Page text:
• allows you to perform computations at a level of granularity that is different from the view being displayed
  • Almost like a group by or a random effect
  • Select dimension and a measure to create a LOC Calculation
  • C++ style comment in expression window
  • Three types:
    • FIXED: {FIXED [dimension1], [dimension2],... : aggregate(expression)} - It computes the value of the aggregate expression at the level of detail specified by one or more dimensions, regardless of the dimensions present in the view.
      • Example: { FIXED [Order ID]: SUM([Profit]) } > 0
    • INCLUDE: {INCLUDE [dimension1], [dimension2],... : aggregate(expression)}. It computes the value of the aggregate expression at the level of detail of the view, including any additional dimensions specified.
    • EXCLUDE: {EXCLUDE [dimension1], [dimension2],... : aggregate(expression)}. It computes the value of the aggregate expression at the level of detail of the view, excluding any dimensions specified.
  • Edit alias to change the label of LOD members
  • Set/change default sort order

Text table (Crosstabs/Pivot table)

  • "Text" widget on Marks card is how you make tables
  • "Measure Names" and "Measure Values" are two special fields in Tableau that enable users to work with multiple measures simultaneously in a single view.
  • "Measure Names" is a "dimension" that contains the names of all the measures in your data source.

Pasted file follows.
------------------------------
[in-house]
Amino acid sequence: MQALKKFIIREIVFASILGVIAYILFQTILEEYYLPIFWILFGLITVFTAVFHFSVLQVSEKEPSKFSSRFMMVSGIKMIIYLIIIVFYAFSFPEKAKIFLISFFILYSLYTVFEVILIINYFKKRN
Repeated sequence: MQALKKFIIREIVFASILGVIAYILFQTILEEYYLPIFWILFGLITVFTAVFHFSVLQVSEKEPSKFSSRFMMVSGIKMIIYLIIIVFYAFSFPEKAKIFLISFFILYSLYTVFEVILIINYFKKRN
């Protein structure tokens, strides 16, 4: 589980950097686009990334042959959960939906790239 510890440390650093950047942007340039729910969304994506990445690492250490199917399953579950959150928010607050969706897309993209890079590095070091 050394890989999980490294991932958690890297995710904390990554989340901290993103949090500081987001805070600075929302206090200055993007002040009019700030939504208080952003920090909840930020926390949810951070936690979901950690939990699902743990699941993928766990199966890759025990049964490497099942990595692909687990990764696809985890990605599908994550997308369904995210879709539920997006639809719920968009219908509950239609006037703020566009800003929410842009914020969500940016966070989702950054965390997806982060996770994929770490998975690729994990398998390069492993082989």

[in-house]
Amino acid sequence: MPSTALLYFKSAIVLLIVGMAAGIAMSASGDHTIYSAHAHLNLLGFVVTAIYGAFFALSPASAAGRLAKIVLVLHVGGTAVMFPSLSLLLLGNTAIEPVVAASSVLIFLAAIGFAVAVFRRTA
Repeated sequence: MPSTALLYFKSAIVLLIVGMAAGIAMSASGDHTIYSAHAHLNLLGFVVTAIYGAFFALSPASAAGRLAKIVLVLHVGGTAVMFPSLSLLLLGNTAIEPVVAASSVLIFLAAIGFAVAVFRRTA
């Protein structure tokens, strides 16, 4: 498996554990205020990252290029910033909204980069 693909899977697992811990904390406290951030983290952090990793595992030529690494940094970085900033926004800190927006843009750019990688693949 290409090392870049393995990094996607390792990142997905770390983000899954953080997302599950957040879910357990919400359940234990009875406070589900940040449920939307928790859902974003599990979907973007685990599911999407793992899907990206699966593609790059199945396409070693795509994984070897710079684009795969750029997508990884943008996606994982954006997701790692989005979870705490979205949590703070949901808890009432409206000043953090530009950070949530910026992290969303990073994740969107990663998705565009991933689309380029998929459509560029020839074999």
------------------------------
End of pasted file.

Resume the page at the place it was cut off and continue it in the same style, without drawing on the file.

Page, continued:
• When you drag "Measure Names" to a shelf, you can then include multiple measures in your view. Each measure will be listed as a member of the "Measure Names" field. This is useful when you want to create a table or chart that includes several measures.
    • It creates a new "Measure Values" card that allows you to edit the fields and agg functions used in measure names UI element. Change order of measures within card, and format each measure.
  • Put measure names on row or column shelf, and then the breakdown variable on the opposite shelf.

Fancy Tooltips

  • You can have subfigures (individual Tableau "sheets" short for "worksheets") appear inside hovering tooltips
  • Disable tooltip in figure which will be inserted, and turn off column headers
  • TBD: How to show only highest and lowest outlier values in barplot
    • Probably filter by head( absolute value )

Build a dashboard

  • Building a dashboard
  • Add horizontal and vertical layout UI elements, and then add dashboard elements within them
  • Layout pane shows object hierarchy
  • Add dynamic text to titles using angular bracket notation.

Best Practice


  1. Have a clear purpose - what are you trying to say?
  2. Who are your intended audience
    • is subject matter familiar to them or new?
  3. Upper left corner of the dashboard is most important
    • Which visualization conveys the key message - put it in the upper left


  1. Author at your final display size
  2. Limit number of views to 2 or 3, or else Tableau performance starts to choke
  3. Show filters
  4. Enable highlighting


Tableau Prep

  • Use R and Python in your flow